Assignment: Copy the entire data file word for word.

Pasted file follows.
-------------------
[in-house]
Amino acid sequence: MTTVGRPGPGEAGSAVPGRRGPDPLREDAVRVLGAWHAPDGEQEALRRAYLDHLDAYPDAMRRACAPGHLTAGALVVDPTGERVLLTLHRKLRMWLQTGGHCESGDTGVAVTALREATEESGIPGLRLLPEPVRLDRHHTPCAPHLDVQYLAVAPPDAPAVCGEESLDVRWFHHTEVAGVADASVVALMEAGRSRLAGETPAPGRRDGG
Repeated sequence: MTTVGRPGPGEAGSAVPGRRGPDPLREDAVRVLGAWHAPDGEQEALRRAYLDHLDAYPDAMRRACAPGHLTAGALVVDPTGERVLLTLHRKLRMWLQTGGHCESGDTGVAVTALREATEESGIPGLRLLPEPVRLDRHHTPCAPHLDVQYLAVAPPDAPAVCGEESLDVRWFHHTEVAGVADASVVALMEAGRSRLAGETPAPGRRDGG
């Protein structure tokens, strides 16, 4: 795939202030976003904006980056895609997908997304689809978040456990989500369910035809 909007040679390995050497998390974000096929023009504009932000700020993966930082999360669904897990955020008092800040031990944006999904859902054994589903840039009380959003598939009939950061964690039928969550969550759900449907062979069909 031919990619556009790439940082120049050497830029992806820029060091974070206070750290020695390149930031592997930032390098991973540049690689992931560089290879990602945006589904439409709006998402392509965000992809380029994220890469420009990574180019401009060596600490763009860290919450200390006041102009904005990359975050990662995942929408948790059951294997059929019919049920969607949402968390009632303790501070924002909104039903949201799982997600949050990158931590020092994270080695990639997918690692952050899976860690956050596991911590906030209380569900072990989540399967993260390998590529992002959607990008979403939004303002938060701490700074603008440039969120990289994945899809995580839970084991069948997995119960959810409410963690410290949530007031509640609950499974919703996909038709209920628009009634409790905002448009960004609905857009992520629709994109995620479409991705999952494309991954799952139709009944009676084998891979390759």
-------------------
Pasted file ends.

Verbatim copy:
[in-house]
Amino acid sequence: MTTVGRPGPGEAGSAVPGRRGPDPLREDAVRVLGAWHAPDGEQEALRRAYLDHLDAYPDAMRRACAPGHLTAGALVVDPTGERVLLTLHRKLRMWLQTGGHCESGDTGVAVTALREATEESGIPGLRLLPEPVRLDRHHTPCAPHLDVQYLAVAPPDAPAVCGEESLDVRWFHHTEVAGVADASVVALMEAGRSRLAGETPAPGRRDGG
Repeated sequence: MTTVGRPGPGEAGSAVPGRRGPDPLREDAVRVLGAWHAPDGEQEALRRAYLDHLDAYPDAMRRACAPGHLTAGALVVDPTGERVLLTLHRKLRMWLQTGGHCESGDTGVAVTALREATEESGIPGLRLLPEPVRLDRHHTPCAPHLDVQYLAVAPPDAPAVCGEESLDVRWFHHTEVAGVADASVVALMEAGRSRLAGETPAPGRRDGG
């Protein structure tokens, strides 16, 4: 795939202030976003904006980056895609997908997304689809978040456990989500369910035809 909007040679390995050497998390974000096929023009504009932000700020993966930082999360669904897990955020008092800040031990944006999904859902054994589903840039009380959003598939009939950061964690039928969550969550759900449907062979069909 031919990619556009790439940082120049050497830029992806820029060091974070206070750290020695390149930031592997930032390098991973540049690689992931560089290879990602945006589904439409709006998402392509965000992809380029994220890469420009990574180019401009060596600490763009860290919450200390006041102009904005990359975050990662995942929408948790059951294997059929019919049920969607949402968390009632303790501070924002909104039903949201799982997600949050990158931590020092994270080695990639997918690692952050899976860690956050596991911590906030209380569900072990989540399967993260390998590529992002959607990008979403939004303002938060701490700074603008440039969120990289994945899809995580839970084991069948997995119960959810409410963690410290949530007031509640609950499974919703996909038709209920628009009634409790905002448009960004609905857009992520629709994109995620479409991705999952494309991954799952139709009944009676084998891979390759």